Context, Object, Detail and Use – qualities compared in the work of Max Dupain, David Moore and John Gollings:.

It is strange that, in an age so alive with scientific thought, we still have the spectacle of make-believe pervading the practice of photography… We attempt to idealize the subject instead of assessing its value as an objective fact.  As Lewis Mumford said, the mission of the photograph is to clarify the subject.  (1)

A cursory glance at contemporary magazines confirms Max Dupain’s generalisation.  All manner of subject matter: cars, computers, health-care products, fashion accessories, mobile telephones — including buildings are photographed under exceptional circumstances.  Pre- and post- production technology is meticulously employed to enhance or exaggerate the subject’s essence.  The main purpose of such stage-managed manipulation is to gain notoriety and further commercial gain.  Architecture too is assembled from a myriad of manufactured materials and components and it likewise exists in the commercial market place.  Under such circumstances can architectural photography clarify its subject, rather than idealising it as Dupain pessimistically asserts?, or does this run against the very commercial premise of the medium?  This author holds an optimistic view providing photographers, graphic designers and journal editors knowledgably and collectively work towards more comprehensive representation.

Pressure to idealise architecture through its photographs begins with the most frequent of commissions — the photographer by the architect. John Gollings was particularly aware of the importance of patronage to his and most photographers success.  He wrote with business-like candour in summarising the architect-photographer relationship:

A symbiotic relationship has always existed between architects and their photographers.  For instance, Seidler and Dupain, Cox and Moore, Ezra Stoller and Mies Van der Rohe, Ando and Futagawa, the list goes on.  Both professions are commercial arts depending on patronage and working with the inherent limitations of client requirements and budgets.  Photographers need good buildings to photograph and publish for a living, architects depend on good photographs to promote a design or attract new clients. (2)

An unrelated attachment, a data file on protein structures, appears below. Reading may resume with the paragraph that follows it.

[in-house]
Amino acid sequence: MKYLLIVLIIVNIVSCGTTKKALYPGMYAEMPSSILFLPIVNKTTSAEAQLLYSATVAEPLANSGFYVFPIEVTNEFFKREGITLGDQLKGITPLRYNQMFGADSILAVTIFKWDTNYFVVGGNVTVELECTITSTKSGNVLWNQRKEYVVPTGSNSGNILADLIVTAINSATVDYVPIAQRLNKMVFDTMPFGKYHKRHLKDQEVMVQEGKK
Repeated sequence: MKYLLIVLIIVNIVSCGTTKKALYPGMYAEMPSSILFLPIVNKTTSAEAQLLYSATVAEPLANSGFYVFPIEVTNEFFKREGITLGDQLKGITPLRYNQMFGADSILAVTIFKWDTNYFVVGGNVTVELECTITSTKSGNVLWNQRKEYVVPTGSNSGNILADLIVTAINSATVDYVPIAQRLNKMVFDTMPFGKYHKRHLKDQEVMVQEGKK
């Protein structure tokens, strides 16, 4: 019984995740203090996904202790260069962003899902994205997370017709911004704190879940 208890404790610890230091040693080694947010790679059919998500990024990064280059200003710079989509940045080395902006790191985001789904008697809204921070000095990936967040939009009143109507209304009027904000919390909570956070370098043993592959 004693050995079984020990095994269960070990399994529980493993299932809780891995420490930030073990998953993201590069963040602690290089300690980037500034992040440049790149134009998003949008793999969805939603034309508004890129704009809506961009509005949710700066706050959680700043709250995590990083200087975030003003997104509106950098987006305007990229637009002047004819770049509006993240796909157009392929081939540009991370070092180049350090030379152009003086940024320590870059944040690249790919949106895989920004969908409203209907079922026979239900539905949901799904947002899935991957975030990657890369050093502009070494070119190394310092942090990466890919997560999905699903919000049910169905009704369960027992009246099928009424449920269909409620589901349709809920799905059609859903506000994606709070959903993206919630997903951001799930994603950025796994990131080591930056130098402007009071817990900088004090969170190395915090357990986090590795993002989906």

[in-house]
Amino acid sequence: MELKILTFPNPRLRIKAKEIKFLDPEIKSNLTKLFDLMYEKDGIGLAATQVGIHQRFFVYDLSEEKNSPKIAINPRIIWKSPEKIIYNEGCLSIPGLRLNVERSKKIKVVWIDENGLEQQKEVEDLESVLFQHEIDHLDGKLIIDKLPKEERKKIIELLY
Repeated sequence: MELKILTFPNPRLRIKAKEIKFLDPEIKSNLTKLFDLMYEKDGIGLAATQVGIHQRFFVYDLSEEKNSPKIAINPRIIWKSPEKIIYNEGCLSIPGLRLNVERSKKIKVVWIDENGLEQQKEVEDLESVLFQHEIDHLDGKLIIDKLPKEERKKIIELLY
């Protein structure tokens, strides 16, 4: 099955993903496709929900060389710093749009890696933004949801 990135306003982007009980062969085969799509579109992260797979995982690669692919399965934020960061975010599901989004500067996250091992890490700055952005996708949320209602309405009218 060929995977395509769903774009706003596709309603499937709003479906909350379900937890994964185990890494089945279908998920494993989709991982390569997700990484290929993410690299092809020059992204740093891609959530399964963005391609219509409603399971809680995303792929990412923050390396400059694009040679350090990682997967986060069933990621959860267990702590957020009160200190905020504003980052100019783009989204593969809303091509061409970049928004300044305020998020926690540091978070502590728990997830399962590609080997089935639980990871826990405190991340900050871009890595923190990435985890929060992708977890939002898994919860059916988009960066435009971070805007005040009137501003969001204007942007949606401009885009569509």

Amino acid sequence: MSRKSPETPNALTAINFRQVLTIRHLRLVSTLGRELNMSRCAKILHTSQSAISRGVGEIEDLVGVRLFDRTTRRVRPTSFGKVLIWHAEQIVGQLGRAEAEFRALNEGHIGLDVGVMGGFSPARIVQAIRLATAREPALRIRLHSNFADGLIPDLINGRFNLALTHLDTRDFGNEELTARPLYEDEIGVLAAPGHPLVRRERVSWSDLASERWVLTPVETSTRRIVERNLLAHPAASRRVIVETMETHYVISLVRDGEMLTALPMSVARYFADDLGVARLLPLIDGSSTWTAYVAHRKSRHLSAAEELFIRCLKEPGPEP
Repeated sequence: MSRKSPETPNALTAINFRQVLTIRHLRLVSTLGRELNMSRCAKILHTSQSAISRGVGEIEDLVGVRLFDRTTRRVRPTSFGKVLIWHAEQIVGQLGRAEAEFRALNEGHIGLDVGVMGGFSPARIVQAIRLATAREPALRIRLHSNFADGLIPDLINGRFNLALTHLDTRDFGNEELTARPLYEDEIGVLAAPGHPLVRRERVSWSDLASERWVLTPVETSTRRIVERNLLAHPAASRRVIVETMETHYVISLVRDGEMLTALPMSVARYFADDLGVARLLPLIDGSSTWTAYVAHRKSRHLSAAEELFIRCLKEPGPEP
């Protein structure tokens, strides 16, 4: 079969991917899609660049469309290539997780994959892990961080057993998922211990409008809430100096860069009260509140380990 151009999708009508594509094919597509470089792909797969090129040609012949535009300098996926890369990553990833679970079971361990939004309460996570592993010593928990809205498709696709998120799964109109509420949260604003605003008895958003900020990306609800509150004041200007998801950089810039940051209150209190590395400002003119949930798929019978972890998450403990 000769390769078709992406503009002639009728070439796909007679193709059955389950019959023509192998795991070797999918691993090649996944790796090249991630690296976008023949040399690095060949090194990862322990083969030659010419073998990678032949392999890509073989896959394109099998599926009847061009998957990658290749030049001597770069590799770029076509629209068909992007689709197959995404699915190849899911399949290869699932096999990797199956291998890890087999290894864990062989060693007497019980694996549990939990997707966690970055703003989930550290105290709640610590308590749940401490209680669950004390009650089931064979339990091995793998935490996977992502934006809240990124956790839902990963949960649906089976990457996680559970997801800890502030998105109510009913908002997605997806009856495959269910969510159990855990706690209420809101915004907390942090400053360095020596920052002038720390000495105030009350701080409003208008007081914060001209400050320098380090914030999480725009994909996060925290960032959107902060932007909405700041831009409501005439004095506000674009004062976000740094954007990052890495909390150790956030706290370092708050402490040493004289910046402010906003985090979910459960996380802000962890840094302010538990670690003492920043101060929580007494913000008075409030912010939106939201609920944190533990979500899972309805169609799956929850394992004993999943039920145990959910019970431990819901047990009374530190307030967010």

Some architects regularly use the same photographers because they seek a specific interpretation of their work — the photographer is briefed as to what that is, and can reliably deliver the image ‘type’.  For example, In Harry Seidler’s case, Max Dupain frequently interpreted his modernist architecture in a similar manner — ie, high quality black and white images from unusual vantage points with very wide angle lenses — techniques long promoted through the Bauhaus in the 1920s and 30s.  Seidler is never satisfied with a snapshot, he always accompanied Dupain to ensure his preferred views were recorded.  This is a clear case of the architect and photographer working together to monitor, or ‘orchestrate’, — depending on one’s view — the resulting images.

Then, to have any impact on public taste/values, to market design skills, to promote one’s professional standing, such photographs must be published.  Editors of magazines, journals, or books know very accurately who their ‘target audience’ is: for example readers could be under thirty-five year old yuppies or conservative middle-aged bankers.  Senior staff, editors and ‘art directors’, are highly trained visual communicators who anticipate the image type and graphic layout that their readership appreciates — all of which will contribute to increased circulation, selling more advertising and making more money — the principal objective of capitalism.  Thus a yet another layer of censoring comes between the designed work and the viewer — an often ‘innocent’ consumer who is simply attempting to understand a building’s configuration.

Much cautionary and critical theory has been written about these associations. Theorist Walter Benjamin caustically observed in his 1944 writings about ‘the new’ or modernist photography in the hands of exponents such as the German Renger-Patzsh;

 [he] is now incapable of photographing a tenement or a rubbish heap without transfiguring it … [he] has succeeded in turning abject poverty itself, by handling it in a modish, technically perfect way, into an object of enjoyment… photography can endow a can of soup with cosmic significance but cannot grasp a single one of the human connections in which it exists.  (3)

More recently in the 1998 edition of the Harvard Design Magazine, Thomas Schumacher wrote in an article wittily titled ‘Over Exposure’:

Architects today use the photograph as a form of pornography.  It is perfect, clean and “air-brushed,” with no odour, no hair, no warts.  More importantly it has become a substitute for experience, as evidenced by the widespread interest among contemporary architects to aim all their activities toward getting the magazine cover, and not worrying whether the building will last beyond the photographers shooting session.  Our experience of the building is no longer even a visit, but a carefully cropped and composed tableau.  (4)